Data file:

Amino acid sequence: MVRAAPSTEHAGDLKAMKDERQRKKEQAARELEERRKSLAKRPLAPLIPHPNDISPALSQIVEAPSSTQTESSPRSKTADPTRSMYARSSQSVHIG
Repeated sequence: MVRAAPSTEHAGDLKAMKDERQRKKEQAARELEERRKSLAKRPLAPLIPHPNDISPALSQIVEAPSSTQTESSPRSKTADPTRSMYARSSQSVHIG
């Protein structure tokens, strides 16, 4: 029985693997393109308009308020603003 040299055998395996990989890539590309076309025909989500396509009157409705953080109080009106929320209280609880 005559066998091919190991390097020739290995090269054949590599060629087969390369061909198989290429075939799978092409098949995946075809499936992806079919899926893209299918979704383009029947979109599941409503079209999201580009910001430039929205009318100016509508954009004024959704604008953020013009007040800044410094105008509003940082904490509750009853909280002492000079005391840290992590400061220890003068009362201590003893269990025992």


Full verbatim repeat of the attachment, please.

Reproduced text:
Amino acid sequence: MVRAAPSTEHAGDLKAMKDERQRKKEQAARELEERRKSLAKRPLAPLIPHPNDISPALSQIVEAPSSTQTESSPRSKTADPTRSMYARSSQSVHIG
Repeated sequence: MVRAAPSTEHAGDLKAMKDERQRKKEQAARELEERRKSLAKRPLAPLIPHPNDISPALSQIVEAPSSTQTESSPRSKTADPTRSMYARSSQSVHIG
């Protein structure tokens, strides 16, 4: 029985693997393109308009308020603003 040299055998395996990989890539590309076309025909989500396509009157409705953080109080009106929320209280609880 005559066998091919190991390097020739290995090269054949590599060629087969390369061909198989290429075939799978092409098949995946075809499936992806079919899926893209299918979704383009029947979109599941409503079209999201580009910001430039929205009318100016509508954009004024959704604008953020013009007040800044410094105008509003940082904490509750009853909280002492000079005391840290992590400061220890003068009362201590003893269990025992």